As the History Working Group’s Final Report pointed out, A grasp of the sequence of events is fundamental to an understanding of the relationship between events, and such concepts as cause and change. Chronology, therefore, provides a mental framework, or map, which gives significance and coherence to the study of history.
The tendency in recent years to study patches or themes in history, rather than a measured and even progression from the Romans to the present day, has meant that not all pupils have a clear grasp of the overall unfolding of events in history, or of the duration of different periods.
The nature of the GCSE exam, with its emphasis on the critical examination of sources, means that it might be possible to gain full marks on a source-based question on WWII, without necessarily knowing who was on whose side and who won.
Order of events
There are also some areas of history where it is essential to have a clear grasp of the precise order of events as a necessary, if not sufficient basis for providing a coherent explanation or analysis of a historical event, such as the outbreak of WWI or the campaigns of 1066.
Understanding of deep time – the distant past stretching back to prehistory, the Stone Age and the formation of the earth – might also be a facet of time which might be addressed in the course of school history.
An understanding of what is meant by the term ‘prehistory’ can help give pupils some insight into the nature of the discipline of history itself.
Your skills of exposition in providing narrative frameworks of the past are an important part of developing pupils’ grasp of time and chronology, including an awareness that pupils do not possess the map of the past that some teachers take for granted.
The use of timelines in the classroom, as well as in exercise books, can be helpful.
The development of sequencing exercises, whether on cards, for group work, in exercise books, on the blackboard or using educational technology can provide activities which require pupils to think through the precise order of events, using inference as well as knowledge, but there is a danger of sequencing for its own sake; that is, constructing arbitrary lists of historical events which have no necessary connection with each other.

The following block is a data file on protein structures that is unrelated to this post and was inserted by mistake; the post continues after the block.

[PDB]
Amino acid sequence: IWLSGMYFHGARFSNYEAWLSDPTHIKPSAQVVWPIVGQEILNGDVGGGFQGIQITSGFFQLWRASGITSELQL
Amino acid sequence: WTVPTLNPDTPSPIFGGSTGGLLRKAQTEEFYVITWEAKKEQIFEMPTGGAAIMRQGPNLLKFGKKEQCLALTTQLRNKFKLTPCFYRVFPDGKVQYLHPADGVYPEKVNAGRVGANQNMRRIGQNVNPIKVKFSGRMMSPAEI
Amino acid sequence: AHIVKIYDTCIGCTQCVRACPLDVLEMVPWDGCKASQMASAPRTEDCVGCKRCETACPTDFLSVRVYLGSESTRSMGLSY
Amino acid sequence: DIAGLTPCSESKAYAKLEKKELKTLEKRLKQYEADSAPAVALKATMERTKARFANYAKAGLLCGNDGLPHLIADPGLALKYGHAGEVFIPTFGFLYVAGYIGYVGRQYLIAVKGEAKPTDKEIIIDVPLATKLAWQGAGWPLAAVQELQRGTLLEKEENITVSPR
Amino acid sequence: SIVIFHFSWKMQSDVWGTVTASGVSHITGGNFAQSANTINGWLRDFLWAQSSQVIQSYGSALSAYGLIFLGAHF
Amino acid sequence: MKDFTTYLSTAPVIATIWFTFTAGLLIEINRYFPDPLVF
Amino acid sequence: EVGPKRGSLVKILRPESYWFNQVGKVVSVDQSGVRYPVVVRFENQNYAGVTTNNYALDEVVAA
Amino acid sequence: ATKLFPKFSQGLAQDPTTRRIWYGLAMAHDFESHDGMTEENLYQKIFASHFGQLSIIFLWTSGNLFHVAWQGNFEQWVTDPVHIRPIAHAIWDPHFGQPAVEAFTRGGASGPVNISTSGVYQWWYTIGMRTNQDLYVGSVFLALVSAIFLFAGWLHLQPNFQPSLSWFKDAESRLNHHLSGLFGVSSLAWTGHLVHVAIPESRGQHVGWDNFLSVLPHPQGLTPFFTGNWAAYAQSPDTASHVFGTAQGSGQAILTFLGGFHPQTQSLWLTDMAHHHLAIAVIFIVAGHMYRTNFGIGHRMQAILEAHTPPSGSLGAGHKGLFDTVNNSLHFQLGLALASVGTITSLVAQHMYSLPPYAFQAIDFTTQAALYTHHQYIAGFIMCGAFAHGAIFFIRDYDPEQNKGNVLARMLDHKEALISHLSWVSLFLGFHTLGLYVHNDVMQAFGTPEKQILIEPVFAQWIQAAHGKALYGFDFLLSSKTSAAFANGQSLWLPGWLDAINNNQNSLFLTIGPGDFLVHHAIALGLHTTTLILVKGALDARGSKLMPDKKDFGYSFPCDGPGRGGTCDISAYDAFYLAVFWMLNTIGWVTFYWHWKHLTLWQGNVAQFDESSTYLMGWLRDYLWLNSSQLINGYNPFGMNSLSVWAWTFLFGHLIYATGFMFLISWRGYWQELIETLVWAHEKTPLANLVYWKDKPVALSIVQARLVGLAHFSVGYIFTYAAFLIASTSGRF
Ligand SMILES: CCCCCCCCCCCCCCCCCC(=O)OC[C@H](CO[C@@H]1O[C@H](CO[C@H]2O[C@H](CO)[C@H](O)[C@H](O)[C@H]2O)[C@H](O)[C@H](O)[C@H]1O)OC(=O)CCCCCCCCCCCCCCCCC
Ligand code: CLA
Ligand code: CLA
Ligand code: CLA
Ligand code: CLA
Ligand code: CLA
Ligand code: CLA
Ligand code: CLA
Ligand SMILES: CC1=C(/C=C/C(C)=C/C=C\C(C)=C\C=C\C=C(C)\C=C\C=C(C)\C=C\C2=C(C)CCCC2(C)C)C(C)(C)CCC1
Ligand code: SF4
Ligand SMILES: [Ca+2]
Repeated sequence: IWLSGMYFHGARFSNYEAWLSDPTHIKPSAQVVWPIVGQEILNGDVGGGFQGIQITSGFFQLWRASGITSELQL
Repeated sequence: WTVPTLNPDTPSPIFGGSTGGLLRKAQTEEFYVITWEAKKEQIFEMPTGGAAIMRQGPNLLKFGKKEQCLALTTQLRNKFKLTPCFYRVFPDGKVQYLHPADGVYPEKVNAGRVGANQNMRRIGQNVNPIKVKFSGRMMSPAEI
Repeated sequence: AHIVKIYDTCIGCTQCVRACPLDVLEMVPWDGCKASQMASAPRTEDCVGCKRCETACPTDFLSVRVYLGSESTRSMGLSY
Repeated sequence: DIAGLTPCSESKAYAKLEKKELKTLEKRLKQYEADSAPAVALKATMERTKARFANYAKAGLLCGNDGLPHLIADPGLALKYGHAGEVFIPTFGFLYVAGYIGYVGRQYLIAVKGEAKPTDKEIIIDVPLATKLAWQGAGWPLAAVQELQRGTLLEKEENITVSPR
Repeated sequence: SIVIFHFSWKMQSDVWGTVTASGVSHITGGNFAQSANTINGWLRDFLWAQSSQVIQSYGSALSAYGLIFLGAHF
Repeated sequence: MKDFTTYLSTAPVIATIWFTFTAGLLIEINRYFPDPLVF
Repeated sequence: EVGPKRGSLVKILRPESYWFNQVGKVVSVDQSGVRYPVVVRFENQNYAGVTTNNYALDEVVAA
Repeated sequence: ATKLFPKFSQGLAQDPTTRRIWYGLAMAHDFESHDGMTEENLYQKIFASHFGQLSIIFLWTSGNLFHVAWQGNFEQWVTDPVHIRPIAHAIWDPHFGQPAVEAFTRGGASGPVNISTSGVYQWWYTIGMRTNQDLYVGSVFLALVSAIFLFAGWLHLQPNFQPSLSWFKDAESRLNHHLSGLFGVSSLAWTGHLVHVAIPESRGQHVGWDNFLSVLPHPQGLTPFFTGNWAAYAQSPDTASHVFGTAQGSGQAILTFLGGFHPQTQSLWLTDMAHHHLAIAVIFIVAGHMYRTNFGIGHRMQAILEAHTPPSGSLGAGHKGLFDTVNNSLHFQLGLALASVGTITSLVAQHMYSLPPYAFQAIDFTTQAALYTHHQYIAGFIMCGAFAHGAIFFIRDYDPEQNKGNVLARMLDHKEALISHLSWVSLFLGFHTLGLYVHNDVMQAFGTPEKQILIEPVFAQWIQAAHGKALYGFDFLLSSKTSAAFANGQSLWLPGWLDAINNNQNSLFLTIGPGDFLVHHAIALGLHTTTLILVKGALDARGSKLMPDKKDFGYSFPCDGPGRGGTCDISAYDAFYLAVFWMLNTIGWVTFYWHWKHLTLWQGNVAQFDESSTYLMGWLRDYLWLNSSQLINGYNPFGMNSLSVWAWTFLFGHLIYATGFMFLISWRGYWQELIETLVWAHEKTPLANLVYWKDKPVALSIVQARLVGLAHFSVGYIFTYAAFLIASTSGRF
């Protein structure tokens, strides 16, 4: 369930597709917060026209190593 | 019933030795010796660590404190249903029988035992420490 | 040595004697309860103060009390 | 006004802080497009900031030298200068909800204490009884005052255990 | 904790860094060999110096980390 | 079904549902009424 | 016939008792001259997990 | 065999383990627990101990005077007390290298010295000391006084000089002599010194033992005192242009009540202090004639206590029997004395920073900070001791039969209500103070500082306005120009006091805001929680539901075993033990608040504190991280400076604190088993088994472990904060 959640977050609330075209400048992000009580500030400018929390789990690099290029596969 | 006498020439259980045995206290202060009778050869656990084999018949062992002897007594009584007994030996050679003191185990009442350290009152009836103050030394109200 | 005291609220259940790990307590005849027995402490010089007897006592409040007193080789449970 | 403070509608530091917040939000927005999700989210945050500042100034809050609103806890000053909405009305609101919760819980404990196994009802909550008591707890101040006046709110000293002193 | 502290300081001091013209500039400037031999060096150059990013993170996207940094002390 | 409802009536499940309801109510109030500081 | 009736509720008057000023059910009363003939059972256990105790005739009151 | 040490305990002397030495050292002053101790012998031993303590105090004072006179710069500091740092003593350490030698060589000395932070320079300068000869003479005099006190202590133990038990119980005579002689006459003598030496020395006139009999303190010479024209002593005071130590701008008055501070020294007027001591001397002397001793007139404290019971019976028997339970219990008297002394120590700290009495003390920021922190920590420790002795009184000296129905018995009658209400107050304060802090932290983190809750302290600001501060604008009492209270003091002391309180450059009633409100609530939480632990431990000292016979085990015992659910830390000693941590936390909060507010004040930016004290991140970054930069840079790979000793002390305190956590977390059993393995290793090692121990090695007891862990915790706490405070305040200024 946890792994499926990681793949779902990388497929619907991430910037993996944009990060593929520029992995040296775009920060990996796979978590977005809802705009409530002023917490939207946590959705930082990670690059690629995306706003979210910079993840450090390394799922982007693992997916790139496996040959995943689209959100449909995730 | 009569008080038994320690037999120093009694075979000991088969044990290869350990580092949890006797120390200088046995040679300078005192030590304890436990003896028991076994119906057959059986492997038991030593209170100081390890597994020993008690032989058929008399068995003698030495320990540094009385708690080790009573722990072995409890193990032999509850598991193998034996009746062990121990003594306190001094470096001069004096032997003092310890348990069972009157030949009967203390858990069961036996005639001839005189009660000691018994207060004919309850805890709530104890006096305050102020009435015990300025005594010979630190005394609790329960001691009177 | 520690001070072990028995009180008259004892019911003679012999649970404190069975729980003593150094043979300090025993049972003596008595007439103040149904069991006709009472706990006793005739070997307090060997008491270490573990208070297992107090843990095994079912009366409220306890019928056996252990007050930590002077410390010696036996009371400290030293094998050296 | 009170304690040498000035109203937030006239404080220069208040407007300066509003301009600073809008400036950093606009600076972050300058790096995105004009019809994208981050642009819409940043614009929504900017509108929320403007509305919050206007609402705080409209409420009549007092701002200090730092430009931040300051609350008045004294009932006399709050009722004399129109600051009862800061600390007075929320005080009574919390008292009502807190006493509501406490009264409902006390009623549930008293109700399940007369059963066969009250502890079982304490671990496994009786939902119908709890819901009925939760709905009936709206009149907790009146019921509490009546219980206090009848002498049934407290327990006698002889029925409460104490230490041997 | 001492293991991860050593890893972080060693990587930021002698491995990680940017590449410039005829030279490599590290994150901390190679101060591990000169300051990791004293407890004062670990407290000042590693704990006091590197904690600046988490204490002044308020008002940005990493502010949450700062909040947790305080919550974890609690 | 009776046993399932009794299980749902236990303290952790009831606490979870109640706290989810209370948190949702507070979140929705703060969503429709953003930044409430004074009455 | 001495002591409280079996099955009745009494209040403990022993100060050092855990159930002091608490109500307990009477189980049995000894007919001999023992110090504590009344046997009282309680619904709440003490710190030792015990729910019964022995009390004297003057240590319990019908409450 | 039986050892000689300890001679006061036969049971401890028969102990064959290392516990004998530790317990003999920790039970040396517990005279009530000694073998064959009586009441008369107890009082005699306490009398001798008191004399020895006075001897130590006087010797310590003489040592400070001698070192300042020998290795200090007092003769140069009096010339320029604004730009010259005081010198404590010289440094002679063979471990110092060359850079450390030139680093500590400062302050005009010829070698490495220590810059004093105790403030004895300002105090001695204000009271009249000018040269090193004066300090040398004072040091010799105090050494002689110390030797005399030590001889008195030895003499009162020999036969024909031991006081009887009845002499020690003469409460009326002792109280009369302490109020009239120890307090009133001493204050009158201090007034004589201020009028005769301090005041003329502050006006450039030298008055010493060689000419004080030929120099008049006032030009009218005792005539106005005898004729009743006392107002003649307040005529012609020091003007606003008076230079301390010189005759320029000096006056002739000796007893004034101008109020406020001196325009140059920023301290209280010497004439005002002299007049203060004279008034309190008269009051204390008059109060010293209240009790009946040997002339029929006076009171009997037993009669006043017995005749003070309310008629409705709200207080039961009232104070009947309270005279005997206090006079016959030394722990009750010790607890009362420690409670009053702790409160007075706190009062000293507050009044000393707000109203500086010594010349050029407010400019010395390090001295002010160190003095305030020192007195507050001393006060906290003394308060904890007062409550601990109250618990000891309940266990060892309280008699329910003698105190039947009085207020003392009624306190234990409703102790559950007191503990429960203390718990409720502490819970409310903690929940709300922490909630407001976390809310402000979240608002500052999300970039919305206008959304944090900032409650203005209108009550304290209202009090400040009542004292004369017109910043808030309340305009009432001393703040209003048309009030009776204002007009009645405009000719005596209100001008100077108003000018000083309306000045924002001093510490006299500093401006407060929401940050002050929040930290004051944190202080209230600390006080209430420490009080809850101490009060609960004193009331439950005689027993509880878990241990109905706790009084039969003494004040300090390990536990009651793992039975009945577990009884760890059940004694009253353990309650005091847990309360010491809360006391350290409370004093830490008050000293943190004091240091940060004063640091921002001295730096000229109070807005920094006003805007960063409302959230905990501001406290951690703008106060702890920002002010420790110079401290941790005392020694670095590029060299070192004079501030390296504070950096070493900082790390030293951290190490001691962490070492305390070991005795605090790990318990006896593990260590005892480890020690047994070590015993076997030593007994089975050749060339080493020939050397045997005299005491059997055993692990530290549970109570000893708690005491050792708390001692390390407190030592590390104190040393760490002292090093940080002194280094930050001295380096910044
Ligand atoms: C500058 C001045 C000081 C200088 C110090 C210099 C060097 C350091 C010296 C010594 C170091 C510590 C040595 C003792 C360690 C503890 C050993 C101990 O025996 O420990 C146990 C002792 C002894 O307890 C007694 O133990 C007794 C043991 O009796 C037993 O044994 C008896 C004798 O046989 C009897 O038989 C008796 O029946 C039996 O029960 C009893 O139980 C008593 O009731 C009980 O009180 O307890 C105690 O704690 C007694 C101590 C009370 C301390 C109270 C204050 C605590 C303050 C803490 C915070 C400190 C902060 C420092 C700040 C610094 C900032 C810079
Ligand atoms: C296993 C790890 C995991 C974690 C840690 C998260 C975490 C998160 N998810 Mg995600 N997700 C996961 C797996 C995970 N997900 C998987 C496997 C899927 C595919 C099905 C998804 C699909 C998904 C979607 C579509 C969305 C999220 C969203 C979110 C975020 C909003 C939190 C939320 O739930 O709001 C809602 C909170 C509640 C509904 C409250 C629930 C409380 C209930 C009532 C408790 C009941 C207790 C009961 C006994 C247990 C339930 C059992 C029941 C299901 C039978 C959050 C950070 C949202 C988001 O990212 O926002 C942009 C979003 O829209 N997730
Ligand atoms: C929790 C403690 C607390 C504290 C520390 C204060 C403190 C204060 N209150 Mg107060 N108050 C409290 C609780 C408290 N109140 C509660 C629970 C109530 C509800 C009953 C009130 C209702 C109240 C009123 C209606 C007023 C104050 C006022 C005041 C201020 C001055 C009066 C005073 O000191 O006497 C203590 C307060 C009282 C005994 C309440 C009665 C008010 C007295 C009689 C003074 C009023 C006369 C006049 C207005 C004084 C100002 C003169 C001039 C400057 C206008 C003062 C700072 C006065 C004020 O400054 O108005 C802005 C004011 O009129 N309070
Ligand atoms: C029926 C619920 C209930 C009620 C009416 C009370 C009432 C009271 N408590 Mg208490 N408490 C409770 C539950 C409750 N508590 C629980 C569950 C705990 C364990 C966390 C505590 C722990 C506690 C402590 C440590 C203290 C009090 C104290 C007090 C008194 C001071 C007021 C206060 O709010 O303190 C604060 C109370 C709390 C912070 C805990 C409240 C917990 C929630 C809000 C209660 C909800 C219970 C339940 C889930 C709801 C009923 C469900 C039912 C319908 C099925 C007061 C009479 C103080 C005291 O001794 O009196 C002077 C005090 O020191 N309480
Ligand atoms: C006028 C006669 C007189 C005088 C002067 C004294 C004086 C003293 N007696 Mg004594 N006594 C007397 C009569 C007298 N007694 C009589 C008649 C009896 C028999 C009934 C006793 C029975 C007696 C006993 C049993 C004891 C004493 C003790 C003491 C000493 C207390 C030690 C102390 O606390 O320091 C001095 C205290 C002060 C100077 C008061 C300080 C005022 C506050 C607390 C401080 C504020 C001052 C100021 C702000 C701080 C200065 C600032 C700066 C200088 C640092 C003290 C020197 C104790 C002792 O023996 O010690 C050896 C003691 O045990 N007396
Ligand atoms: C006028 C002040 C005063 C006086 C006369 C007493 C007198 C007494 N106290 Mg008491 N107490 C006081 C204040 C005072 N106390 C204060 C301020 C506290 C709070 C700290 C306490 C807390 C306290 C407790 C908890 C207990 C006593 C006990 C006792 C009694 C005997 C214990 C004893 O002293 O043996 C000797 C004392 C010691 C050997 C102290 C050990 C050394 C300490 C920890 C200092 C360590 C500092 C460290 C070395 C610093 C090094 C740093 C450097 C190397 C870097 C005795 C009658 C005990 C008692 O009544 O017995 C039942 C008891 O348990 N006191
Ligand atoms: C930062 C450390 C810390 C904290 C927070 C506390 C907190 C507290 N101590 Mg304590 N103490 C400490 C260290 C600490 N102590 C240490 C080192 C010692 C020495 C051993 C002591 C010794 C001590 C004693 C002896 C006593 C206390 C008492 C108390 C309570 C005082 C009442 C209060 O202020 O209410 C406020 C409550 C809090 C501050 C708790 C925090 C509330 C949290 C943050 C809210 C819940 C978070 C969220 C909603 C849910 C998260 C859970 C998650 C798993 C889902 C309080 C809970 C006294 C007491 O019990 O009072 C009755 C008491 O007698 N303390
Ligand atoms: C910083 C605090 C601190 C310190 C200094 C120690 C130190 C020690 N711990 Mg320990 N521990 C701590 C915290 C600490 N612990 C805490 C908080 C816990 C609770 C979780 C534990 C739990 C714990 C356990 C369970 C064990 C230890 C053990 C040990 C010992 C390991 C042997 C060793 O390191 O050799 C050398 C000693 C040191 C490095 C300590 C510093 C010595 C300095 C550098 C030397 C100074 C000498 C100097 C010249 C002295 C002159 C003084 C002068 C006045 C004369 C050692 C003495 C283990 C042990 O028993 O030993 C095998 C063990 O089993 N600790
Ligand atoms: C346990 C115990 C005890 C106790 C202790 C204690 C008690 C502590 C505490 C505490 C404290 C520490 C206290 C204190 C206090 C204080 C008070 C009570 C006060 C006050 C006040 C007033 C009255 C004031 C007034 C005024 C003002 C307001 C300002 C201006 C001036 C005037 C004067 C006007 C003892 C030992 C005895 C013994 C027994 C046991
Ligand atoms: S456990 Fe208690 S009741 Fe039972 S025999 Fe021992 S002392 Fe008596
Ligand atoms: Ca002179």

Ian Dawson offers a range of well-thought out overview activities, and his website Thinking History provides a number of eminently practicable active-learning approaches to the development of pupils’ understanding of chronology which can be viewed here.
A diagnostic exercise
An example of a diagnostic test of children’s understanding of some aspects of time, which might be given to Y7 pupils, can be found here.
If the pupils have not already been subjected to such a test, give the test to a group of pupils and analyse their responses – the test should take between 5 and 15 minutes to complete.
The test attempts to address pupils’ understanding of dating systems, their ability to understand and manipulate centuries and their familiarity with some time-related vocabulary. If the pupils have already done a similar form of test, check how the pupils performed and what gaps there were in their grasp of basic time concepts.
When the pupils have completed the test, analyse their responses to examine where there are gaps in their understanding of time. What activities might you devise to rectify any deficiencies in their understanding of time?
Terry Haydn is a professor of education at the University of East Anglia and Alison Stephen is head of history at Abraham Moss School, Manchester; this article is based on an edited extract from their book, Learning to Teach History in the Secondary School: A Companion to School Experience 5th Ed., due for publication in November 2021 (Routledge, £27.99).